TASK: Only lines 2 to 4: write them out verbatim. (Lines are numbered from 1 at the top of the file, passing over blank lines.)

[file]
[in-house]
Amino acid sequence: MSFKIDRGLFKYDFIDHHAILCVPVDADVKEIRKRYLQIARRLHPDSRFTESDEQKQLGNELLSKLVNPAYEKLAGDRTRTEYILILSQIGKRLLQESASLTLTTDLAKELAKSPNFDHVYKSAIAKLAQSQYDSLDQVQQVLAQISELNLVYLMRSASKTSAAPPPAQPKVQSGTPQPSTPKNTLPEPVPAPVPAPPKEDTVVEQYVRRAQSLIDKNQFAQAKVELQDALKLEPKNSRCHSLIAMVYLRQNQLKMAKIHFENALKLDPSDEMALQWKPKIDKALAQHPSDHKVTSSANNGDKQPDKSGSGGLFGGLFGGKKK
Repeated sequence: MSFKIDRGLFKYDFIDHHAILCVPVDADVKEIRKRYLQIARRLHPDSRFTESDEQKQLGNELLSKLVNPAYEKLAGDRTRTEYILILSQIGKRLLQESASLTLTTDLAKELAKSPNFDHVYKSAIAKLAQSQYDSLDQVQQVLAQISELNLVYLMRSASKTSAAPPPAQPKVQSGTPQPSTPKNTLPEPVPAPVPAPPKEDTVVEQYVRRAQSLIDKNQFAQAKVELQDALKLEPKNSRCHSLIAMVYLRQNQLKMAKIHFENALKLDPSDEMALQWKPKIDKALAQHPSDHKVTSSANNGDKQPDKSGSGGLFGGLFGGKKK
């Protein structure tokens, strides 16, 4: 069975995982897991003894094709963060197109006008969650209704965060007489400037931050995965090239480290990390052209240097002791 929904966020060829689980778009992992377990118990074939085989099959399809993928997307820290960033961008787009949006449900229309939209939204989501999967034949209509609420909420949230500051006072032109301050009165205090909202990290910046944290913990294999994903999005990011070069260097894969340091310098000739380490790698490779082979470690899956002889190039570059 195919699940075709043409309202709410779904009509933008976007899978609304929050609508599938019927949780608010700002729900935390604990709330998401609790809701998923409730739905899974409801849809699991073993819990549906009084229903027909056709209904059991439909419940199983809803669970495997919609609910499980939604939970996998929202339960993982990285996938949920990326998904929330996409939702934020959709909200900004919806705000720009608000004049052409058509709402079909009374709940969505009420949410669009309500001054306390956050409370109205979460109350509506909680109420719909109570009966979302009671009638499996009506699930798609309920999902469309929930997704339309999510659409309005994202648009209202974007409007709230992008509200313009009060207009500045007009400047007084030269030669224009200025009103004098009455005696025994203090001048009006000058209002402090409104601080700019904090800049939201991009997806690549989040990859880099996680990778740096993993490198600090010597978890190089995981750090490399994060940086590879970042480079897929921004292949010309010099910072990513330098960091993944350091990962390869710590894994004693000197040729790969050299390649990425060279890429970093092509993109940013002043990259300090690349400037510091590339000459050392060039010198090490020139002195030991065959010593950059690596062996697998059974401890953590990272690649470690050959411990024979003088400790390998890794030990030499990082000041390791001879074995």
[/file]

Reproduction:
Amino acid sequence: MSFKIDRGLFKYDFIDHHAILCVPVDADVKEIRKRYLQIARRLHPDSRFTESDEQKQLGNELLSKLVNPAYEKLAGDRTRTEYILILSQIGKRLLQESASLTLTTDLAKELAKSPNFDHVYKSAIAKLAQSQYDSLDQVQQVLAQISELNLVYLMRSASKTSAAPPPAQPKVQSGTPQPSTPKNTLPEPVPAPVPAPPKEDTVVEQYVRRAQSLIDKNQFAQAKVELQDALKLEPKNSRCHSLIAMVYLRQNQLKMAKIHFENALKLDPSDEMALQWKPKIDKALAQHPSDHKVTSSANNGDKQPDKSGSGGLFGGLFGGKKK
Repeated sequence: MSFKIDRGLFKYDFIDHHAILCVPVDADVKEIRKRYLQIARRLHPDSRFTESDEQKQLGNELLSKLVNPAYEKLAGDRTRTEYILILSQIGKRLLQESASLTLTTDLAKELAKSPNFDHVYKSAIAKLAQSQYDSLDQVQQVLAQISELNLVYLMRSASKTSAAPPPAQPKVQSGTPQPSTPKNTLPEPVPAPVPAPPKEDTVVEQYVRRAQSLIDKNQFAQAKVELQDALKLEPKNSRCHSLIAMVYLRQNQLKMAKIHFENALKLDPSDEMALQWKPKIDKALAQHPSDHKVTSSANNGDKQPDKSGSGGLFGGLFGGKKK
């Protein structure tokens, strides 16, 4: 069975995982897991003894094709963060197109006008969650209704965060007489400037931050995965090239480290990390052209240097002791 929904966020060829689980778009992992377990118990074939085989099959399809993928997307820290960033961008787009949006449900229309939209939204989501999967034949209509609420909420949230500051006072032109301050009165205090909202990290910046944290913990294999994903999005990011070069260097894969340091310098000739380490790698490779082979470690899956002889190039570059 195919699940075709043409309202709410779904009509933008976007899978609304929050609508599938019927949780608010700002729900935390604990709330998401609790809701998923409730739905899974409801849809699991073993819990549906009084229903027909056709209904059991439909419940199983809803669970495997919609609910499980939604939970996998929202339960993982990285996938949920990326998904929330996409939702934020959709909200900004919806705000720009608000004049052409058509709402079909009374709940969505009420949410669009309500001054306390956050409370109205979460109350509506909680109420719909109570009966979302009671009638499996009506699930798609309920999902469309929930997704339309999510659409309005994202648009209202974007409007709230992008509200313009009060207009500045007009400047007084030269030669224009200025009103004098009455005696025994203090001048009006000058209002402090409104601080700019904090800049939201991009997806690549989040990859880099996680990778740096993993490198600090010597978890190089995981750090490399994060940086590879970042480079897929921004292949010309010099910072990513330098960091993944350091990962390869710590894994004693000197040729790969050299390649990425060279890429970093092509993109940013002043990259300090690349400037510091590339000459050392060039010198090490020139002195030991065959010593950059690596062996697998059974401890953590990272690649470690050959411990024979003088400790390998890794030990030499990082000041390791001879074995």